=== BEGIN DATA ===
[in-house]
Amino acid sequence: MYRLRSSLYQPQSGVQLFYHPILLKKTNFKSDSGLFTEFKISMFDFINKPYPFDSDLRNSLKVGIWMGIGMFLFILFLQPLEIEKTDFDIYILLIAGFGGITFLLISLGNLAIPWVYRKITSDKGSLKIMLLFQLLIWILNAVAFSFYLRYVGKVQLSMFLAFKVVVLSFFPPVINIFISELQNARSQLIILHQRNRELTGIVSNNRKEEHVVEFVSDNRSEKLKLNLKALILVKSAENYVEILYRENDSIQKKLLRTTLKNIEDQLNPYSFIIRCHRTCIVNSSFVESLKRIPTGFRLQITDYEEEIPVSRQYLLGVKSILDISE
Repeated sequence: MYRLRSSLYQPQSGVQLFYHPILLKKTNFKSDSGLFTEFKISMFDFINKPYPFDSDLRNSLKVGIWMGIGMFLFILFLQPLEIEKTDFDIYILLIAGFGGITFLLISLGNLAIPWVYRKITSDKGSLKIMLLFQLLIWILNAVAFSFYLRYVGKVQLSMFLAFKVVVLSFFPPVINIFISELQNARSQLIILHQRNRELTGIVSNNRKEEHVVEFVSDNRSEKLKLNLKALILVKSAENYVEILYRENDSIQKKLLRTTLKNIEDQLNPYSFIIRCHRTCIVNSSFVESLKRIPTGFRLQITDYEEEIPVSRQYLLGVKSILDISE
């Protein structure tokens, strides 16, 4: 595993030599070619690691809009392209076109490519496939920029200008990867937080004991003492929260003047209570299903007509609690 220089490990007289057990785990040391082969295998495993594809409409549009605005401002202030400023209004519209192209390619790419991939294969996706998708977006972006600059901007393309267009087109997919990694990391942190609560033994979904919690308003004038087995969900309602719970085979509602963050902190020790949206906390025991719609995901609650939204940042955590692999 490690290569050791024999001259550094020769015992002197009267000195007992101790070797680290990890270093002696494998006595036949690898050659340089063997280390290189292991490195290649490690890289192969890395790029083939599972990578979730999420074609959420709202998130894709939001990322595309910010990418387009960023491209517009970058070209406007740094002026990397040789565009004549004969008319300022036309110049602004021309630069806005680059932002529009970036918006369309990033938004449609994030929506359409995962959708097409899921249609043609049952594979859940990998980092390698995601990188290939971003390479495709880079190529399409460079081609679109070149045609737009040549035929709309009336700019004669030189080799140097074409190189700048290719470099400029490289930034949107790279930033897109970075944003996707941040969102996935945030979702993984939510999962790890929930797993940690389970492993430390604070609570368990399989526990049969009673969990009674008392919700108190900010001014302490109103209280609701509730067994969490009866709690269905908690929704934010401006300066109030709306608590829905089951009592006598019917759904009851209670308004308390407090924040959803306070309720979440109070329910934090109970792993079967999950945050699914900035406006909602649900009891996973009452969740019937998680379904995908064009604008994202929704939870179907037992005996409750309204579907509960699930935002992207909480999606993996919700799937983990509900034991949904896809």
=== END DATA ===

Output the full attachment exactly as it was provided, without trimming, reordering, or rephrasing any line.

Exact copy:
[in-house]
Amino acid sequence: MYRLRSSLYQPQSGVQLFYHPILLKKTNFKSDSGLFTEFKISMFDFINKPYPFDSDLRNSLKVGIWMGIGMFLFILFLQPLEIEKTDFDIYILLIAGFGGITFLLISLGNLAIPWVYRKITSDKGSLKIMLLFQLLIWILNAVAFSFYLRYVGKVQLSMFLAFKVVVLSFFPPVINIFISELQNARSQLIILHQRNRELTGIVSNNRKEEHVVEFVSDNRSEKLKLNLKALILVKSAENYVEILYRENDSIQKKLLRTTLKNIEDQLNPYSFIIRCHRTCIVNSSFVESLKRIPTGFRLQITDYEEEIPVSRQYLLGVKSILDISE
Repeated sequence: MYRLRSSLYQPQSGVQLFYHPILLKKTNFKSDSGLFTEFKISMFDFINKPYPFDSDLRNSLKVGIWMGIGMFLFILFLQPLEIEKTDFDIYILLIAGFGGITFLLISLGNLAIPWVYRKITSDKGSLKIMLLFQLLIWILNAVAFSFYLRYVGKVQLSMFLAFKVVVLSFFPPVINIFISELQNARSQLIILHQRNRELTGIVSNNRKEEHVVEFVSDNRSEKLKLNLKALILVKSAENYVEILYRENDSIQKKLLRTTLKNIEDQLNPYSFIIRCHRTCIVNSSFVESLKRIPTGFRLQITDYEEEIPVSRQYLLGVKSILDISE
């Protein structure tokens, strides 16, 4: 595993030599070619690691809009392209076109490519496939920029200008990867937080004991003492929260003047209570299903007509609690 220089490990007289057990785990040391082969295998495993594809409409549009605005401002202030400023209004519209192209390619790419991939294969996706998708977006972006600059901007393309267009087109997919990694990391942190609560033994979904919690308003004038087995969900309602719970085979509602963050902190020790949206906390025991719609995901609650939204940042955590692999 490690290569050791024999001259550094020769015992002197009267000195007992101790070797680290990890270093002696494998006595036949690898050659340089063997280390290189292991490195290649490690890289192969890395790029083939599972990578979730999420074609959420709202998130894709939001990322595309910010990418387009960023491209517009970058070209406007740094002026990397040789565009004549004969008319300022036309110049602004021309630069806005680059932002529009970036918006369309990033938004449609994030929506359409995962959708097409899921249609043609049952594979859940990998980092390698995601990188290939971003390479495709880079190529399409460079081609679109070149045609737009040549035929709309009336700019004669030189080799140097074409190189700048290719470099400029490289930034949107790279930033897109970075944003996707941040969102996935945030979702993984939510999962790890929930797993940690389970492993430390604070609570368990399989526990049969009673969990009674008392919700108190900010001014302490109103209280609701509730067994969490009866709690269905908690929704934010401006300066109030709306608590829905089951009592006598019917759904009851209670308004308390407090924040959803306070309720979440109070329910934090109970792993079967999950945050699914900035406006909602649900009891996973009452969740019937998680379904995908064009604008994202929704939870179907037992005996409750309204579907509960699930935002992207909480999606993996919700799937983990509900034991949904896809």